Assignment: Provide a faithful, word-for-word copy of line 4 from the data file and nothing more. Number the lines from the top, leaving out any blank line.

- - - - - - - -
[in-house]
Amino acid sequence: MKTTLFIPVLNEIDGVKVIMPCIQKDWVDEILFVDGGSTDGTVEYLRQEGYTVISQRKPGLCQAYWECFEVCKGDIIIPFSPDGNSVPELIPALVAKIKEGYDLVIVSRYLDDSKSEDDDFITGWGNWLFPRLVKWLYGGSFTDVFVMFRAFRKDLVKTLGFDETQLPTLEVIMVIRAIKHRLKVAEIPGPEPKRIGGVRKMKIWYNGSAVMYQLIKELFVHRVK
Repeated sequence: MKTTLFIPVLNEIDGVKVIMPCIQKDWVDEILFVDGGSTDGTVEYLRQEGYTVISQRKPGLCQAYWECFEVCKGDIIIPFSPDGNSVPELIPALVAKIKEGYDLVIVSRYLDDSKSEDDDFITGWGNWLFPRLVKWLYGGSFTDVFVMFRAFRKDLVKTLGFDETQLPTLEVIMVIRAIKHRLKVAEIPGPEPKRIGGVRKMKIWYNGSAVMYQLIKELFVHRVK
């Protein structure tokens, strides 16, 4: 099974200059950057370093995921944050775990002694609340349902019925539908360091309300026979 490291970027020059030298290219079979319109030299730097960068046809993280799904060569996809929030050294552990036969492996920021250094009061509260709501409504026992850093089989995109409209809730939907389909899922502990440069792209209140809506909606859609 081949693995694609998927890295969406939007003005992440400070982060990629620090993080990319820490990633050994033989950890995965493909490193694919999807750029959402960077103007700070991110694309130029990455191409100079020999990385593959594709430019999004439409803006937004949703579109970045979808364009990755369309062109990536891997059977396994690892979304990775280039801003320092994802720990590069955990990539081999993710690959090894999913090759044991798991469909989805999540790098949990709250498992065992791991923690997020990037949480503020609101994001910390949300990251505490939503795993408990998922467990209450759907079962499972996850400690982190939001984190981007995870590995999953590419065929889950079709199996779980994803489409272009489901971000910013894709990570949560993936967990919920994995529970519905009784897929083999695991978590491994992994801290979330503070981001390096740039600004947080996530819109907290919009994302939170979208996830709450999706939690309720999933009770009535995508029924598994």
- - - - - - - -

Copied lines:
């Protein structure tokens, strides 16, 4: 099974200059950057370093995921944050775990002694609340349902019925539908360091309300026979 490291970027020059030298290219079979319109030299730097960068046809993280799904060569996809929030050294552990036969492996920021250094009061509260709501409504026992850093089989995109409209809730939907389909899922502990440069792209209140809506909606859609 081949693995694609998927890295969406939007003005992440400070982060990629620090993080990319820490990633050994033989950890995965493909490193694919999807750029959402960077103007700070991110694309130029990455191409100079020999990385593959594709430019999004439409803006937004949703579109970045979808364009990755369309062109990536891997059977396994690892979304990775280039801003320092994802720990590069955990990539081999993710690959090894999913090759044991798991469909989805999540790098949990709250498992065992791991923690997020990037949480503020609101994001910390949300990251505490939503795993408990998922467990209450759907079962499972996850400690982190939001984190981007995870590995999953590419065929889950079709199996779980994803489409272009489901971000910013894709990570949560993936967990919920994995529970519905009784897929083999695991978590491994992994801290979330503070981001390096740039600004947080996530819109907290919009994302939170979208996830709450999706939690309720999933009770009535995508029924598994």